Listing all the protein modifications that might be studied in a "Proteomics" project would require a discussion of most of biochemistry; therefore, a short list will serve here to illustrate the complexity of the problem. In addition to phosphorylation and ubiquitination, proteins can be subjected to (among others) methylation, acetylation, glycosylation, oxidation and nitrosylation. Some proteins undergo ALL of these modifications, often in time-dependent combinations, aptly illustrating the potential complexity one has to deal with when studying protein structure and function.
Distinct proteins are made under distinct settings 
Even if one is studying a particular cell type, that cell may make different sets of proteins at different times, or under different conditions. Furthermore, as mentioned, any one protein can undergo a wide range of post-translational modifications.
Therefore a "proteomics" study can become complex , even if the topic of the study is restricted. In more ambitious settings, such as when a biomarker for a tumor is sought – when the proteomics scientist is obliged to study sera samples from multiple cancer patients – the amount of complexity that must be dealt with is as great as in any modern biological project.
Limitations of genomics and proteomics studies 
Proteomics typically gives us a better understanding of an organism than genomics. First, the level of transcription of a gene gives only a rough estimate of its level of expression into a protein. An mRNA produced in abundance may be degraded rapidly or translated inefficiently, resulting in a small amount of protein. Second, as mentioned above many proteins experience post-translational modifications that profoundly affect their activities; for example some proteins are not active until they become phosphorylated. Methods such as phosphoproteomics and glycoproteomics are used to study post-translational modifications. Third, many transcripts give rise to more than one protein, through alternative splicing or alternative post-translational modifications. Fourth, many proteins form complexes with other proteins or RNA molecules, and only function in the presence of these other molecules. Finally, protein degradation rate plays an important role in protein content.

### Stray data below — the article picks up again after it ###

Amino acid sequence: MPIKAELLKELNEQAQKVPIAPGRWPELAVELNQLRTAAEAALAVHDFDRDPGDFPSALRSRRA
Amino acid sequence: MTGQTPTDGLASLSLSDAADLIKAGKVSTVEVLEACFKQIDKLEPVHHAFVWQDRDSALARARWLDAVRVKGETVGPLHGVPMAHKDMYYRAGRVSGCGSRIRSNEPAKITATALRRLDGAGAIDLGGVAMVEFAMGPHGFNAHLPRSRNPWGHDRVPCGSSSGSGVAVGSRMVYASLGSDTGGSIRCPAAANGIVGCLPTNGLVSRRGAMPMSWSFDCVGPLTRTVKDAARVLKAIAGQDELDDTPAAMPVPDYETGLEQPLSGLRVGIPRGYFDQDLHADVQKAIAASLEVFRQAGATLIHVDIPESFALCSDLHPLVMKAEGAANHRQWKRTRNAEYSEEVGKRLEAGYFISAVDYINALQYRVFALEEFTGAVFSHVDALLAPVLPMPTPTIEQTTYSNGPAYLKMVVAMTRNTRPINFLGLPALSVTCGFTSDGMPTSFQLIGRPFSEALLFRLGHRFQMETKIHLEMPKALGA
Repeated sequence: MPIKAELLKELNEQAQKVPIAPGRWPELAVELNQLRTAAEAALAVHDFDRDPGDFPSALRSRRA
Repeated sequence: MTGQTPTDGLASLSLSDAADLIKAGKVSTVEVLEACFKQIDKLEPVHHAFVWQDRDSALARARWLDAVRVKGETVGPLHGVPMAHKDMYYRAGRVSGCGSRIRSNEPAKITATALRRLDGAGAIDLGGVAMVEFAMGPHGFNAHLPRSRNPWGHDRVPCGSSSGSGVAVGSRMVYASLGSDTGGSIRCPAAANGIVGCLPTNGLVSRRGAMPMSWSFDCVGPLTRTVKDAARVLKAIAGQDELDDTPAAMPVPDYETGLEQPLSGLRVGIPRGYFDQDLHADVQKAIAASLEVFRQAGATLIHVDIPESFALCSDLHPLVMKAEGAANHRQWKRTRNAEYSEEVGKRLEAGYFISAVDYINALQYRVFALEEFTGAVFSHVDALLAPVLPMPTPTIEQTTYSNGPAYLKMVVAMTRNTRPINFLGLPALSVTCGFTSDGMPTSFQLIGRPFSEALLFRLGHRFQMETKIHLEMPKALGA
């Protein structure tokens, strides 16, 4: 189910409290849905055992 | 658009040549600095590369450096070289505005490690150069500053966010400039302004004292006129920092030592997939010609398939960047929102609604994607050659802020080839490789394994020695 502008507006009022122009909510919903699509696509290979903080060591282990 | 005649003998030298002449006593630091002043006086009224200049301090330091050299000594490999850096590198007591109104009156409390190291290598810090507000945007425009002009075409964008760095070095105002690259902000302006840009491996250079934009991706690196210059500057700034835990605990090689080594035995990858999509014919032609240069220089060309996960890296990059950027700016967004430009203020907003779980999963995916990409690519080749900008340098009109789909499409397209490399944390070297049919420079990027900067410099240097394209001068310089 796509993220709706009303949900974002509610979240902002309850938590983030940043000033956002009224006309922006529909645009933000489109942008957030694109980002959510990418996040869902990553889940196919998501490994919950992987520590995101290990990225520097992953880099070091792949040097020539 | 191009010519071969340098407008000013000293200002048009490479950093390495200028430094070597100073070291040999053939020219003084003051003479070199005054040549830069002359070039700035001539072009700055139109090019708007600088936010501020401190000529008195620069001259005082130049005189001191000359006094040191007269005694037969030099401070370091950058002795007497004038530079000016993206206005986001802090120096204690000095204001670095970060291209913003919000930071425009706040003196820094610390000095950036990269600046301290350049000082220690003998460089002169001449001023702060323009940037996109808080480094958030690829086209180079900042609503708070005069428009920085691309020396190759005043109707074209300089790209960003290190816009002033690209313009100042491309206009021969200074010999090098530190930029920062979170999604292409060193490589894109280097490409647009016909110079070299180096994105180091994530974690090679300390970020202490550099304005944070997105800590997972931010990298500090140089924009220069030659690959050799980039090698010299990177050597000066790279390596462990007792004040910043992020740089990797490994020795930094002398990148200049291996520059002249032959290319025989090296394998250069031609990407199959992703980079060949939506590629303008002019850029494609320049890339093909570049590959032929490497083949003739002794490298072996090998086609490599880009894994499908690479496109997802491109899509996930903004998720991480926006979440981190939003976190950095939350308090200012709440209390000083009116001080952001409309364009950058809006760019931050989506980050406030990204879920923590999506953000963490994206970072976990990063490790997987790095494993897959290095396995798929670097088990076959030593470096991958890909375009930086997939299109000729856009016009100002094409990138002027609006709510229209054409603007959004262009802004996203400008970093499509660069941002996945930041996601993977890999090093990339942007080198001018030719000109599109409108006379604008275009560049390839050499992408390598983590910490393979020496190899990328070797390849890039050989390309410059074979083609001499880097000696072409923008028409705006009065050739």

Reproducibility. Proteomics experiments conducted in one laboratory are not easily reproduced in another. For instance, Peng et al. have identified 1504 yeast proteins in a proteomics experiment of which only 858 were found in a similar previous study. Further, the previous study identified 607 proteins that were not found by Peng et al. This translates to a reproducibility of 57% (Peng vs. Washburn) to 59% (Washburn vs. Peng).
Methods of studying proteins 
Protein Isolation with Immunoassays 
ELISA. The Enzyme Linked Immunosorbent Assay has been used for decades to isolate and quantitatively measure proteins in samples.
MSIA. The use of mass spectrometry is the gold standard for both discovery and quantitative proteomics. Randall Nelson pioneered the use of immunoassays with mass spectrometry in 1995.
SISCAPA. Stable Isotope Standard Capture with Anti-Peptide Antibodies, is a term introduced by Leigh Anderson
Identifying proteins that are post-translationally modified 
One way in which a particular protein can be studied is to develop an antibody which is specific to that modification. For example, there are antibodies which only recognize certain proteins when they are tyrosine-phosphorylated, known as phospho-specific antibodies; also, there are antibodies specific to other modifications. These can be used to determine the set of proteins that have undergone the modification of interest.